Saint John Vianney's heart starts its UK tour in Manchester
Hundreds of pilgrims are gathering in a Manchester council estate to view the encased heart of a 19th Century Roman Catholic priest.
St John Vianney is the only parish priest ever to be canonised in the Catholic Church.
Its first call is St Anthony's Church, Woodhouse Park, Wythenshawe where it will be based from 16:00 BST to 21:00.
Thousands of Catholics are expected to turn out for the relic's first ever tour on British soil.
The highlight of the Wythenshawe event is a mass for priests from the Diocese of Shrewsbury - which includes South Manchester and Stockport - who are celebrating jubilee anniversaries of their ordinations to the priesthood.
Bishop of Shrewsbury, the Rt Rev Mark Davies, who requested the relic's visit from its home in Ars, France, said the pilgrimage represented a moment to pray for fresh heart in the priesthood.
"St John Vianney shows us that any priest could do what he did in Ars by simply, completely being a priest. There is no other secret."
Saint John Vianney, who is the patron saint of parish priests, died on 4 August 1859.
He was canonised by Pope Pius XI in 1925 in recognition of his devotion to his faith as well as to his parishioners, hearing confessions for up to 17 hours a day.
Years later, Pope John XXIII proclaimed him a role model for all priests to emulate.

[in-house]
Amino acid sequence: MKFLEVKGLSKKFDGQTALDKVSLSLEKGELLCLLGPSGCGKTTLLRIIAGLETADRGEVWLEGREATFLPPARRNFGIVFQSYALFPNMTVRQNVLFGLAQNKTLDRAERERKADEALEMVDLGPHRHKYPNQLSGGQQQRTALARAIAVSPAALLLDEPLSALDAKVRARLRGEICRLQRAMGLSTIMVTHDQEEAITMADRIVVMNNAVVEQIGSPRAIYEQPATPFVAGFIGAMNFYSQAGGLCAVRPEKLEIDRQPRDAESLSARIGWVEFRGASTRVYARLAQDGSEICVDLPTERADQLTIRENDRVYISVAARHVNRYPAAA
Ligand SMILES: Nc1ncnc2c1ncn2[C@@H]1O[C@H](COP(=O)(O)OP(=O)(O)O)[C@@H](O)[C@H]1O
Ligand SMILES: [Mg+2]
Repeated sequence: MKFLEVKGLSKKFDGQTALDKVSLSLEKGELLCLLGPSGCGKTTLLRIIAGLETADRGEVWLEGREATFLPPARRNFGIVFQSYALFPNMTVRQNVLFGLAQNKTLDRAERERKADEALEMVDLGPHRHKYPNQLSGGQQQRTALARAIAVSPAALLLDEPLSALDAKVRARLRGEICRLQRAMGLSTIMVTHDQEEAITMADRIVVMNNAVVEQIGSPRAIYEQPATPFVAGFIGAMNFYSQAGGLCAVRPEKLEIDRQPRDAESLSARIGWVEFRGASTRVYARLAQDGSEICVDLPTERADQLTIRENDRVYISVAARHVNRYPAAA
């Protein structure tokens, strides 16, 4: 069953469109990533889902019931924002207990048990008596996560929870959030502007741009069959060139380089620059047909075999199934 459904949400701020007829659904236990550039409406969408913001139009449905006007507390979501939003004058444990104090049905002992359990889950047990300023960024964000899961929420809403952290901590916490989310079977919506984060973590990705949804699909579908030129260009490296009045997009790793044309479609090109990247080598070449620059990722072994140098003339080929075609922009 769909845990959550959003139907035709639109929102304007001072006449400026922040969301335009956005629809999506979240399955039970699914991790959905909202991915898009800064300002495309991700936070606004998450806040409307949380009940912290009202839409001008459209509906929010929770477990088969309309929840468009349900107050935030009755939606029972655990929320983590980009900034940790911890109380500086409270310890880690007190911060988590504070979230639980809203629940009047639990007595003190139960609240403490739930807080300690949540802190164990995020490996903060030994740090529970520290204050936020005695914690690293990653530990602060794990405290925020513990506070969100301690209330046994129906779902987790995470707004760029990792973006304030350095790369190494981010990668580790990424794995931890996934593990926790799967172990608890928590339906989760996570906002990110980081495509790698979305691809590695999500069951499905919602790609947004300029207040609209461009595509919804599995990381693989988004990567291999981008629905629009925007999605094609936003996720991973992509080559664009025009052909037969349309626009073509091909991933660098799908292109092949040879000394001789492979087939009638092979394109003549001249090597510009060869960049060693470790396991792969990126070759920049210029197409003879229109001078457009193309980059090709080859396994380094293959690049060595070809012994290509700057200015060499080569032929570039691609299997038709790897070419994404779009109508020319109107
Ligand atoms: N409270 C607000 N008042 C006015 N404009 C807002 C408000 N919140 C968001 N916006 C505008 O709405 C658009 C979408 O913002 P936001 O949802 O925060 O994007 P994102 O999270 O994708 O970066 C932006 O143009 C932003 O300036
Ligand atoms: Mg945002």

Earlier, the relic of his heart was flown from its specially-built chapel at the Church of Ars to Manchester Airport before arriving at St Anthony's Church.
On Friday, St John Vianney's heart will be in the Liverpool Metropolitan Cathedral on a national day of prayer for priests before moving to St Michael and All Angels Church, Birkenhead, in the evening.
Archbishop of Liverpool the Rt Rev Patrick Kelly, who is celebrating the golden jubilee of his ordination to the priesthood, will be among the preachers at the cathedral.
Saturday morning it will be in St Wilfrid's Church, Northwich, before moving to Shrewsbury Roman Catholic cathedral in the afternoon.
It will then be based in St Mary's College, Oscott, a Roman Catholic seminary in Sutton Coldfield, from Saturday evening until its departure on Monday.
In 2009, huge crowds flocked to see a casket containing the holy relics of French nun St Therese of Lisieux at cathedrals across the UK.